New Arrival Brings A Grieving Family Renewed Hope

Birth Of Healthy 3rd Son Is A Special Triumph

December 22, 1991|By Ellie Baublitz | Ellie Baublitz,Staff writer

UNION BRIDGE — Susan and Darrell "Robby" Robertson Jr. have carefully hung five stockings over the fireplace in their family room this year.

Besides two for themselves, one is for their latest addition -- Jackson Lee Robertson -- and one is for 11-year-old Scott.

And one for son Robby Robertson III, who died three years ago from acute lymphocytic leukemia.

While the grief over 12-year-old Robby's death on Sept. 28, 1988 hasn't lessened, Jackson Lee's arrival has brought new joy for the Robertsons.

The blond-haired, brown-eyed baby has given the couple and their second son, Scott, 11, renewed hope amid continuing trials since Robby's four-year battle with leukemia.

"The 'missing Robby' part hasn't gotten any easier," Susan said. "He's the first thing that pops into my mind in the morning, and you think you can't go on another day, but you do what you have to do."

Though Robby is gone, the things he did and how he felt still guide the family. His pictures and memorial plaques still hang on the walls, his hockey sticks and baseball bats remain in his bedroom.

It will be seven years this Christmas Eve since doctors diagnosed Robby's leukemia.

Chemotherapy treatments brought the disease under control at times. But Robby's biggest hope in overcoming leukemia was an experimental bone-marrow transplant.

Following the transplant -- with bone marrow from an unrelated donor -- Robby fought a series of complications related to the procedure.

Shortly after his 12th birthday, he was hospitalized a final time with a fatal lung infection.

Susan's father passed away shortly after Robby's death.

For the past 18 months, the senior Robby Robertson's sister has fought pancreatic and liver cancer.

And two years ago, Susan was diagnosed with diabetes.

Jackson's healthy birth, then, has been a special triumph for the family.

"She had had some bleeding and a (dilation and curettage) and the doctors told her not to get pregnant because ofall the problems associated with diabetes," Robertson recalled.

His wife also was 39, and the older the mother, the greater the risks of Down's Syndrome, spina bifida and other medical disorders, he said.

As soon as she suspected pregnancy, Susan went to a doctor to start proper medical care. But the couple hesitated before spreading their good news.

"Being diabetic, so many things can go wrong," Susan said. "We were lucky. This pregnancy seemed so much more stressful than the other two -- I had to go to the doctor every week, I had to give myself insulin shots twice a day, and had to follow a special diet."

One thing that helped ease some of that stress were the results of a sonogram and amniocentesis that showed the baby was a healthyboy.

"I wanted a boy so bad, but I'd have taken a girl," confessed Robertson, a state trooper stationed at Baltimore-Washington International Airport, Anne Arundel County.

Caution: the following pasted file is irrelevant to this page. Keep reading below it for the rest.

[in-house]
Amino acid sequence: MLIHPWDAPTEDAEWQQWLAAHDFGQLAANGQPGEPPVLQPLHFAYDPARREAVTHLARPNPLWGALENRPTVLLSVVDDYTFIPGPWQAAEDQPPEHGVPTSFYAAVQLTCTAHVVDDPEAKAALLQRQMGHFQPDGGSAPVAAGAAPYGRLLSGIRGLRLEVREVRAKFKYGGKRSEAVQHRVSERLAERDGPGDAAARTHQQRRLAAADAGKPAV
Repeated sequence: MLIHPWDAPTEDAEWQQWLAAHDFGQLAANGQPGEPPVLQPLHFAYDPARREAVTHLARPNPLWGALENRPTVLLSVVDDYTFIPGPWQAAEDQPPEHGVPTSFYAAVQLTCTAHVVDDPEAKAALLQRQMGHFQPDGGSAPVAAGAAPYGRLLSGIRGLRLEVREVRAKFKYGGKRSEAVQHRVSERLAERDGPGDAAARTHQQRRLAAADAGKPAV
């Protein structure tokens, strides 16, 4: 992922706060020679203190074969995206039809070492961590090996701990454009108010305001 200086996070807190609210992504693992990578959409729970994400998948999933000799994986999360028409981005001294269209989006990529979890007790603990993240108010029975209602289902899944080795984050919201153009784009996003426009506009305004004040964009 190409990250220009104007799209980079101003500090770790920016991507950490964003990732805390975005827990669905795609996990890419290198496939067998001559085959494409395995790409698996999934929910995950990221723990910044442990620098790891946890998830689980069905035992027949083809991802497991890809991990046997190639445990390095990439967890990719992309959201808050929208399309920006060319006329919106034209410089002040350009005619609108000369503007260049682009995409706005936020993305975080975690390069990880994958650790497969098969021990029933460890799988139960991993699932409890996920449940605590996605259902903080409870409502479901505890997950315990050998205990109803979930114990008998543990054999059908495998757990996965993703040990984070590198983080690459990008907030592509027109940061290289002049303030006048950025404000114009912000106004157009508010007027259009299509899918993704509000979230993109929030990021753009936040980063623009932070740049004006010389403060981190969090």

With her husband by her side, Susan, 39, gave birth by Caesarean to Jackson Lee at Greater Baltimore Medical Center, Baltimore County, on June 4.

"The only reason for the name is to include Robby in this," she said, noting the baby's friendly nature "is like Robby's -- he likes everybody."

Robby'sspecial interest in the Civil War inspired the baby's unusual name.

"Robby was an avid Stonewall Jackson fan," said his father, 44. "We visited all the Civil War sites along the East Coast, and Robby would read anything he could get his hands on about Stonewall Jackson."

Susan added that Robby also liked Robert E. Lee, the Confederate general who surrendered to Ulysses S. Grant at Appomattox Court House to end the nation's four-year civil war.

Scott was equally thrilled about the baby. The Robertsons let him stay out of school for the birth, though the doctors would not let him in the operating room.

"That really made me mad," Scott said. "I was out there waiting to see him and it took forever."

When mother and baby finally emerged, Scott was the first to hold his new brother, making Mr. Robertson joke that he wondered if he'd ever get to hold his son because Scott wouldn't let go of Jackson.

So it was no surprise two weeks ago that the first present under the Robertsons' Christmas tree was a carefully wrapped plastic Snoopy baby book from Scott to Jackson.

"Scott loves Snoopy, and he figured the book would be educational and fun at the same time," Susan said with a laugh.

Like Robby was for him, Scott is big brother to Jackson. After school, he plays with the baby and tells him about his day. Susan said Scott also helps feed and care for the baby.

"I still consider myself a little brother because Robby is in heaven I suppose," Scott said. "It's a privilege to have a little brother to look after and protect and I think Robby would feel the same way."

"I don't know what we would have done without Scott after Robby died," she said. "Scott is super, then to have Jackson -- I was lucky to have Robby, but nobody can replace him."

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